Some preachers can think through in detail how they will preach each sermon point or “move” without writing anything down, or by making only minimal notes. But many of us need the discipline of writing out much or all of the body of the sermon because writing forces us to clarify what we are saying and how we are going to say it.

Writing a sermon, however, is different from writing an essay. In writing a sermon, every effort should be made to use an “oral style.” As you write each paragraph, imagine yourself speaking the words to your congregation.

Ordinarily, you should write each sermon point, sub-point or “move” in the order you will preach it.

Attention should be given to making good transitions from one point or move to the next. Thomas Long has some helpful counsel regarding transitions or connectors:

“1. Connectors provide closure for the preceding segment of the sermon, thus reassuring the hearers that they are on the right track. … A connector, first of all, concludes a sermon step, often by naming whatever it is that is most important about that step.”

2. Connectors indicate how the upcoming section of the sermon is logically related to the previous section.”

3. Connectors anticipate the content of the next section of the sermon.”

4. Connectors add a bit of ‘color,’ guiding the listeners in how to understand and what attitude to take in regard to the sermon.”[9]

Bryan Chapell has a helpful discussion of transitions both in his book (chapter 9) and in the lectures that are available online. I recommend listening to the lecture, “Transitions and Dialogical Method.”[10]

4. Write the sermon conclusion.

Having a good conclusion for your sermon is just as important as having a good introduction.

According to Chapell:

“A message that starts with a gripping introduction should end with an even more powerful conclusion. Because listeners are ordinarily more likely to remember a well-planned ending than any other portion of a message, and because all a sermon’s components should have prepared for this culmination, a conclusion is the climax of a message.”[11]

Robinson also affirms the importance of the sermon conclusion: “The conclusion possesses such importance that many ministers sketch it after they have determined the sermon idea and the purpose for preaching it.”[12]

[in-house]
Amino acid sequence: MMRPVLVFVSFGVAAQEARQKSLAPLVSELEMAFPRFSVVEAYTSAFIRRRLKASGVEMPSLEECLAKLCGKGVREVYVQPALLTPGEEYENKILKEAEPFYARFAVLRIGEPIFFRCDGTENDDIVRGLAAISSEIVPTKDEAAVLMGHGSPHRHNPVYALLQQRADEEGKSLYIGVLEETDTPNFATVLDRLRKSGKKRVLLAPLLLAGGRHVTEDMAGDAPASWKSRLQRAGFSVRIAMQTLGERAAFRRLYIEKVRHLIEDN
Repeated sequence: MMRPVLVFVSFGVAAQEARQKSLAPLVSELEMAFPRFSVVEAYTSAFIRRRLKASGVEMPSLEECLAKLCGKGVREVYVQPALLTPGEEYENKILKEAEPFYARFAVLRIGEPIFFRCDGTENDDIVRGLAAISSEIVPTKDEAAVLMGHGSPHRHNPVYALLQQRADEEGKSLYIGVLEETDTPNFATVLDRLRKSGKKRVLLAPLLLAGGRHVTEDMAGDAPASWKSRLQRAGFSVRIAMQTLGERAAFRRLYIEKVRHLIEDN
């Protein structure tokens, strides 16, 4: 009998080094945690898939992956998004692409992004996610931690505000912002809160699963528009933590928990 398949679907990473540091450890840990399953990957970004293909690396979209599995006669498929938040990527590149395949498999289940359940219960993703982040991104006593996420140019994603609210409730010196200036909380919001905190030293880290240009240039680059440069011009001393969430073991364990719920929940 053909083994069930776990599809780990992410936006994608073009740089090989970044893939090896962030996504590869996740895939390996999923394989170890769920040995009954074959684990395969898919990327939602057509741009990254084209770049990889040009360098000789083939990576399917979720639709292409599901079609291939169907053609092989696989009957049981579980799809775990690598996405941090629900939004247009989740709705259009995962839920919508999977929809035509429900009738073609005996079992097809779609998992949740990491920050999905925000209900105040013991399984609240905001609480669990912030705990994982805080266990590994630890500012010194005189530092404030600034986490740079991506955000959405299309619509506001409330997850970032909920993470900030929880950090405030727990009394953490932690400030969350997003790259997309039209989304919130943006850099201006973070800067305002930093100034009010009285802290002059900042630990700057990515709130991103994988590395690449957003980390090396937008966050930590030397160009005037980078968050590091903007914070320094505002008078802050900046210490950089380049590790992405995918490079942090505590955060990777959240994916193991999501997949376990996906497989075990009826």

Regarding what a sermon conclusion should consist of, Long writes: “The key factor is what the sermon aims to do, what we have been calling the function statement.” The conclusion will vary, depending on whether the sermon’s function is “to teach, to evoke a feeling, to call for action, or some combination of the three.”[13]

Robinson lists some possible elements for conclusions: a summary, an illustration, a quotation, a question, a prayer, specific directions, visualization.[14]

Chapell says that conclusions often include the following: “Recapitulation (i.e., concise summary),” “Exhortation (i.e., final application),” “Elevation (i.e., climax),” and “Termination (i.e., a definite end).”[15]

Here again, Chapell has some helpful instruction regarding types of conclusions as well as cautions and hints regarding conclusions. The time required to read (or listen to) what he has to say will be well spent.[16]

  1. Robinson, Haddon W. Biblical Preaching: The Development and Delivery of Expository Messages. Third Edition. Grand Rapids, MI: Baker Academic, 2014. 97.
  2. Long, Thomas G. The Witness of Preaching, Third Edition. Louisville, KY.: Westminster John Knox Press, 2016. Chapter 8.
  3. Chapell, Bryan. Christ-Centered Preaching: Redeeming the Expository Sermon, Second Edition. Grand Rapids, MI: Baker Publishing Group, 2005. Digital. Chapters 7-8. Lecture on explanation: Lectures on illustration:;; Lectures on application:;
  4. Buttrick, David. Homiletic: Moves and Structures. Philadelphia: Fortress Press, 1987. 23ff., 113 ff.
  5. Robinson, 120-127.
  6. Ibid. 122.
  7. Chapell, 238-241.
  8. Long, 205.
  9. Ibid., 214-216.
  10. The material on transitions begins at about 17:50.
  11. Chapell, 253.
  12. Robinson, 128.
  13. Long, 218-219.
  14. Robinson. 128-132.
  15. Chapell, 254-256.
  16. Ibid., 253-260. Lecture on Conclusions: